Presentation on theme: "April 10—Why do you think communism was appealing to the people of China?"— Presentation transcript:
April 10—Why do you think communism was appealing to the people of China?
Communism in China
IB Objectives Spread of Cold War outside of Europe the struggle for power following the death of Mao Zedong (Mao Tse-tung), Hua Guofeng (Hua Kuo ‑ feng), the re-emergence of Deng Xiaoping (Teng Hsiao-p’ing) and the defeat of the Gang of Four
IB Objectives China under Deng Xiaoping: economic policies and the Four Modernizations China under Deng Xiaoping: political changes, and their limits, culminating in Tiananmen Square
Key Terms Sun Yat-sen General Yuan Shigai Chiang Kai-shek Mao Zedong The Long March The Great Leap Forward The Great Proletarian Cultural Revolution Deng Xiaoping
Lecture Outline I.The Communist Victory in China A. Rise of the Nationalists B. The Long March C. The Impact of WWII D. US intervention E. China Under Mao F. China after Mao
Rise of the Nationalists In 1908, Empress Dowager Ci Xi died and her son died one day before her. The throne was left to the infant Henry Pu Yi. Henry Pu Yi was overthrown by Sun Yat- sen, the founder of the Nationalist Party, in October 1911. General Yuan Shigai became president of the Chinese Republic.
Rise of the Nationalists Yuan ruled in a traditional manner and even tried to set up a new imperial dynasty. He used murder and terror to destroy the new democratic institutions. Yuan died in 1916 and was succeeded by one of his officers.
Rise of the Nationalists China slipped into civil war and military warlords seized power in the provinces. The Chinese Communist Party was created in 1921 in Shanghai by a group young radicals from Beijing University. In 1923, under the leadership of Chiang Kai-shek (Sun Yat-sen dies in 1925) the Nationalist Party formed an uneasy alliance with the Communists, led by Mao Zedong, in order to crush the warlords and unite the country.
Rise of the Nationalists The Nationalists consolidated their power in 1928, and established the capital of China at Nanking. In 1927 Chiang Kai-shek turned on the Communists.
The Long March In 1933 the main Communist army broke out of a Nationalist encirclement and marched 6,000 miles in 12 months to a remote region on the northwestern border. Of the 300,000 people who began the Long March, less than half reached the final destination.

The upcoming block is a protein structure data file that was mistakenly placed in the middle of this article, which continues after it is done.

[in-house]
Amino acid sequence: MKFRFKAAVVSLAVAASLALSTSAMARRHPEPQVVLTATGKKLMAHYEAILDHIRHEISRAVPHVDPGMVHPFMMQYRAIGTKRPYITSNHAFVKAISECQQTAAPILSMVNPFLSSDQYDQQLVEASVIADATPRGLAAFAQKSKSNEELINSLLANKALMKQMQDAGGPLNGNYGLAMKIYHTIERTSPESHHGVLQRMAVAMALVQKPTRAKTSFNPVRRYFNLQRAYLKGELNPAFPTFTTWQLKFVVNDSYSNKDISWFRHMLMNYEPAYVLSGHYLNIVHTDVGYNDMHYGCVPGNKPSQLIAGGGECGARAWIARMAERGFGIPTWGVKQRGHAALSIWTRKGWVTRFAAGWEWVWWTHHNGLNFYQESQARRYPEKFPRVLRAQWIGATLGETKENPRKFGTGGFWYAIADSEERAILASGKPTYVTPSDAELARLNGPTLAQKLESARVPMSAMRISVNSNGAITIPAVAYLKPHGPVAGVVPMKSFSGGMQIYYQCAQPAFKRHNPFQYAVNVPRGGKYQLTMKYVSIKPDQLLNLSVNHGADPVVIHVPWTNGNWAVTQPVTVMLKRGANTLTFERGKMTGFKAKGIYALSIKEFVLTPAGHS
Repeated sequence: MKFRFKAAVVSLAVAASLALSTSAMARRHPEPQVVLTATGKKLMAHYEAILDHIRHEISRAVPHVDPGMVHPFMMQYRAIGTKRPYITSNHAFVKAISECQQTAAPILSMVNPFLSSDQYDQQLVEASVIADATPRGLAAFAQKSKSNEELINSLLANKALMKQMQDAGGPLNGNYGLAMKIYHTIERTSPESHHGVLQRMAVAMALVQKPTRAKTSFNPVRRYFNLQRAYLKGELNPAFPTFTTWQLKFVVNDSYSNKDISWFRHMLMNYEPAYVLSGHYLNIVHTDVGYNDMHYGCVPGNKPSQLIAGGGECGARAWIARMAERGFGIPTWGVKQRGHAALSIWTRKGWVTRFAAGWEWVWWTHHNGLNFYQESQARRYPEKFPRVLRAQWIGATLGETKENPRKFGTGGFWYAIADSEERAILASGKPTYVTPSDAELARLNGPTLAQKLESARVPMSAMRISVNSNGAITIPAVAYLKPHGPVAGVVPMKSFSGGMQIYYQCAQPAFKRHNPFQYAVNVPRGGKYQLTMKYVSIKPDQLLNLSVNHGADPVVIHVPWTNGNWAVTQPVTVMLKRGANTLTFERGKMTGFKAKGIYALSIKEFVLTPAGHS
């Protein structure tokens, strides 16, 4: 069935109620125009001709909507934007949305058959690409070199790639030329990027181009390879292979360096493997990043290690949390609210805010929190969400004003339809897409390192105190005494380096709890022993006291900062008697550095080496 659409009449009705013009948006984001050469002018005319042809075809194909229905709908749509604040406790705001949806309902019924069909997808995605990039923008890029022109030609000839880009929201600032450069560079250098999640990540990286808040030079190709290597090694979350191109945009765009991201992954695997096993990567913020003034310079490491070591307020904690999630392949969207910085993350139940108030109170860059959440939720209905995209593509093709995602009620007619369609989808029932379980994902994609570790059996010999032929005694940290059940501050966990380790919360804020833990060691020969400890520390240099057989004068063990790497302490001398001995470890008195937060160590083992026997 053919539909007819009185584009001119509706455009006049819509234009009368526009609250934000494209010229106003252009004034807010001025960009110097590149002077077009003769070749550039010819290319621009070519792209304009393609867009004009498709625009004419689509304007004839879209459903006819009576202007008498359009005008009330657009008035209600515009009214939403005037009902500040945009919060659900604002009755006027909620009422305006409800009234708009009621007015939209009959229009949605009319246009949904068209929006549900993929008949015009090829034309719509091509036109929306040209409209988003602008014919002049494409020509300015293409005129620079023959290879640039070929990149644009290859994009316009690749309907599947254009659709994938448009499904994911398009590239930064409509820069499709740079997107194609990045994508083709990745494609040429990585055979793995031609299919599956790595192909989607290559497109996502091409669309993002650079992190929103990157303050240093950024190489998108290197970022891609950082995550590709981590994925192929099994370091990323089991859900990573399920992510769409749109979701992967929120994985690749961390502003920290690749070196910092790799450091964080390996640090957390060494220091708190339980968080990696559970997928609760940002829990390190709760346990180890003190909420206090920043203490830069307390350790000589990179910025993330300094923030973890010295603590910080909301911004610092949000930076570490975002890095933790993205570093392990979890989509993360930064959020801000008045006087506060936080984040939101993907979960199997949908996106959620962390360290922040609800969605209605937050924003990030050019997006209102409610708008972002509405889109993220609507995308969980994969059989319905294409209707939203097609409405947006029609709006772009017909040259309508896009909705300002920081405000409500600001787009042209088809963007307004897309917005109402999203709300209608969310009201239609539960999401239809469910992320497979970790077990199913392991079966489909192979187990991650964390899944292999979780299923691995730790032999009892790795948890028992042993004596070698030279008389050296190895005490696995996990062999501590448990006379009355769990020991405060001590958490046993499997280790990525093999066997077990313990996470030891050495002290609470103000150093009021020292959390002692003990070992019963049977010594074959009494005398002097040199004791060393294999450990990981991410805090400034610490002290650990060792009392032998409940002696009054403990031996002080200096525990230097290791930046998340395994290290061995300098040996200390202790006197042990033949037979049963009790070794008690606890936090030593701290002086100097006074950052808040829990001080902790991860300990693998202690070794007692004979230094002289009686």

The Long March Once there Mao built up his forces and won the support of the local peasants by redistributing farm land.
Communist Victory in China After 1931 the Nationalist government completely ignored land reform and the terrible poverty of the Chinese peasant. Chinese peasants paid about ½ of their crops to their landlords in rent. 50% of the land was owned by only 4% of the families..
Communist Victory in China Eggs and meat accounted for only 2% of the food peasants consumed. Japanese aggression in the 1930s was the most important factor in Mao Zedong’s rise to power. Chinese suffered an estimated 11 million civilian and military deaths from 1931 to 1945 in their war with Japan.
Impact of WWII The war enabled the Communists, aided by their temporary “united front” alliance against the Japanese with the Nationalists, to build up their strength in guerrilla bases in the countryside behind Japanese lines. By the end of the war the Communists controlled large parts of China.
Impact of WWII In 1946 the US sent General George Marshall to China to resolve the conflict and the 2 parties signed a truce and reached a general agreement on the sharing of power. When the truce expired in July 1946, the fighting resumed.
US Intervention During 1945-1948 Chiang received more than $3 billion in US aid. US imports were responsible for 51% of all Chinese imports (as opposed to 22 percent in 1936 and 57 % of all exports (compared to 19% in 1936).
US Intervention In September 1947 a US mission to China reported that the Nationalist’s “reactionary leadership, repression, and corruption” had destroyed the Chinese people’s confidence in Chiang’s government.
Communist Victory in China The huge influx of US $ caused inflation to grip the country and China’s money became nearly worthless. In December 1949 the Communists defeated the Nationalists. Chiang and 1 million of his followers fled to the island of Taiwan under US protection.
China Under Mao In 1955 Mao began collectivization and most industry and commerce was nationalized. In 1958 Mao began the Great Leap Forward. Bad planning and bad weather drove food production down. At least 16 million starved to death, and in 1960 the government began breaking up the communes into collectives and some private plots.
China Under Mao In 1957 Mao admitted that 800,000 “class enemies” had been executed between 1949 and 1954.
The Cultural Revolution In 1966 he launched the Great Proletarian Cultural Revolution which was led by the Red Guards. Its goal was to eliminate the “4 Olds”—old ideas, old culture, old customs, and old habits.
The End of Mao In September 1976, Mao died at the age of 82. A group of practical-minded reformers led by Deng Xiaoping seized power and ended the Cultural Revolution. Deng Xiaoping called for the 4 Modernizations—new policies in industry, agriculture, technology, and defense.
Deng Xiaoping His policies allowed peasants to lease land and sell crops or goods they made on the private market. Industrial output skyrocketed. During the 1980s, per capita income doubled. After Deng’s death in 1997, his successors followed his policies.
Deng Xiaoping Many felt Deng’s reforms left out a key part of modernization— democracy. 1980s=rising inflation and government corruption May 1989 student protesters began to call for party leaders to resign.
Tiananmen Square 100,000 students occupied the square Deng believed protesters wanted to end communism. June 4, 1989 Deng ordered troops and tanks into the square. 500-2,000 were killed and many more injured.